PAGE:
I wasn't expecting to see their young faces, glaring back at me a little afraid, a little excited. Mostly just young and bewildered.
Their packs lined the hallway of the airport where I sat, waiting for another Midwestern spring storm to pass its fury. Families scurried around, chasing their toddlers. Tall men in raincoats stood in front of the sliding doors, keeping the foolish from entering in the wilds of the storm. Everyone's mood was slightly tense, pretending to be relaxed, pretending to not care about this storm's potential. But the boarded windows reminded all of us that storms past were not safe and this storm should not be unheeded.
When the all clear came, in announcement and in the exhales of a thousand held-breaths, the young men and women filed out of the USO office. A sergeant, maybe two or three years their senior, commanded them to line up in rows of a certain number, to learn how to count, to answer his commands with a resounding "Yes, sergeant!"
Their civilian clothes and not-yet-adult faces and bodies told me that they were preparing for basic training. Fresh out of high school, on their way out of town, getting their college paid for, each one with his and her own story. It would be wrong or presumptuous to imagine the journeys they have taken, the paths that brought them to this moment, the joys, prides, and pains they felt about standing in this hallway at the end of a terrific storm with a backpack to their name and a sergeant reminding them brusquely that they are no longer their own person.
Military service hasn't been much of a topic of conversation in my life. I never served in the military. My parents didn't serve in the military. A pair of my uncles did and my grandfathers. But no one spoke about it. When a recruiter for the Army called our house when I was a senior in high school, he asked me what I was planning to study in college. When I told him theology and Christian education, he stumbled a little off script and acknowledged that perhaps the Army didn't have a place for me. I don't have close friends in the active service, a few that are veterans, some that have retired from the service, some that have been discharged.
My ignorance about life in the military properly evidenced, I am willing to acknowledge that my opinions, my worries, my thoughts on the matter are wholly subject to the people and conversations that pass by my way. Nevertheless, as I stared into the faces of these young people, my heart crumbled into a prayer for their protection. Not merely for their limbs and bodies to be kept from the dangers of war, but for their hearts and their minds.
Before I came to school and began to listen to the news differently, I was unaware of the high rate of suicide among service men and women. In March 2011, the National Institute of Mental Health released data stating that the suicide rate of currently deployed soldiers at 18.3 deaths per 100,000. For a note of comparison, the overall rate of suicide in the United States is 11.3. That number should scare you. It scares me. If it doesn't, perhaps the recently reported statistic that 18 veterans commit suicide every day is enough.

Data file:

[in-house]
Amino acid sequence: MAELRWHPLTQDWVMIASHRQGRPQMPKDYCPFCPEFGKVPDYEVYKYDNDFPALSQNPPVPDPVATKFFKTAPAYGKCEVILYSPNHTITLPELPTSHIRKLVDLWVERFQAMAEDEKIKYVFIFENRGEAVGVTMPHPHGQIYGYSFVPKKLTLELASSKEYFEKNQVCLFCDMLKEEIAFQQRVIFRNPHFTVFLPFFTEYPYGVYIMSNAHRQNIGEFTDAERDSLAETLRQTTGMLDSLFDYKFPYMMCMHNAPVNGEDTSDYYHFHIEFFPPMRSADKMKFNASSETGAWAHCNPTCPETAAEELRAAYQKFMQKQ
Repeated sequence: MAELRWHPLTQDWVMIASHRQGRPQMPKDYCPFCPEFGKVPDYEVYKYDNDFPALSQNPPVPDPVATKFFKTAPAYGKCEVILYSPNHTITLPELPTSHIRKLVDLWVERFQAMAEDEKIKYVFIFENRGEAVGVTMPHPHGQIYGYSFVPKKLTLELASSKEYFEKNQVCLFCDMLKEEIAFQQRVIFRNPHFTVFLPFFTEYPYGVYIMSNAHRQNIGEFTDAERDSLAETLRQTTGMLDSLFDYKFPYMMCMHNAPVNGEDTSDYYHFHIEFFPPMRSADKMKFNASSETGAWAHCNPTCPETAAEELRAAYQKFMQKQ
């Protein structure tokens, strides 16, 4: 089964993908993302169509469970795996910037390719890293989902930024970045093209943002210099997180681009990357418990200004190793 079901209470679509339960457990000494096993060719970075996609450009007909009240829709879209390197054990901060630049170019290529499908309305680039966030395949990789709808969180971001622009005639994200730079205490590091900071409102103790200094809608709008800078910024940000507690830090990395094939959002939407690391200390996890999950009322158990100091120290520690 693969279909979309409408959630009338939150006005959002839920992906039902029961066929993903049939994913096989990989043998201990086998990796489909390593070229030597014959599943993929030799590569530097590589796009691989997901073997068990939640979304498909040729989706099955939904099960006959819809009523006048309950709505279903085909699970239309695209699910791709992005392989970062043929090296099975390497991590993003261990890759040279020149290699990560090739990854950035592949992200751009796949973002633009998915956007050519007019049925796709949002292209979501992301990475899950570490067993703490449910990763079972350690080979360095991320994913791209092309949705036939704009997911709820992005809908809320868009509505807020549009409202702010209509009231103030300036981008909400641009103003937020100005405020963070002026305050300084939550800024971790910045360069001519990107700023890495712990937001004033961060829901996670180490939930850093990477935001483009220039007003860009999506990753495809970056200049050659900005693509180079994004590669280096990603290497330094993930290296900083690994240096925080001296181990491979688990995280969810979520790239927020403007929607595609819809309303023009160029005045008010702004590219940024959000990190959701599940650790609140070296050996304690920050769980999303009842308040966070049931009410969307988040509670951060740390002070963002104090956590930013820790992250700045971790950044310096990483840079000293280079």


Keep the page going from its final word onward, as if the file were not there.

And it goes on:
We don't like to talk about mental illness. We don't like to talk about whether we see a therapist or need a pill to keep our mind from racing. We don't want to imagine that our soldiers are suffering underneath their camouflage, that they, too, might need some help. I'm told by those from within that the stigma asking for emotional and mental health care is buried deep in the conscious of our military.
As I stared into the faces of those thirty young people, frightened or maybe energized by tornadoes and their future, my prayer for protection began. Today it has morphed into a cry for more. More voices praying with me. More people in the church paying attention to the wounded soldiers. More care for their hearts and minds. More time and attention in my own life devoted to the people who have lost peace while seeking it.
There is nothing unique about my social ignorance of military life. Any attempt to cry out must be shaped by those with harder stories to tell: chaplains, veterans, pastors, students, therapists, moms, dads. It isn't that no else is crying out, it's that I haven't been paying attention. I'm paying attention now.
This post is written as a part of a synchroblog among friends on the topic "Where No One Else Has Gone Before." Please check out their writing.
i write to be rid of things, i know this girl
M, no one
Nightsbrightdays, Cheek to Cheek
The Rebel I, Flash FWD Metaphysics
Wordshepherd, Bones on the Mountain, Part I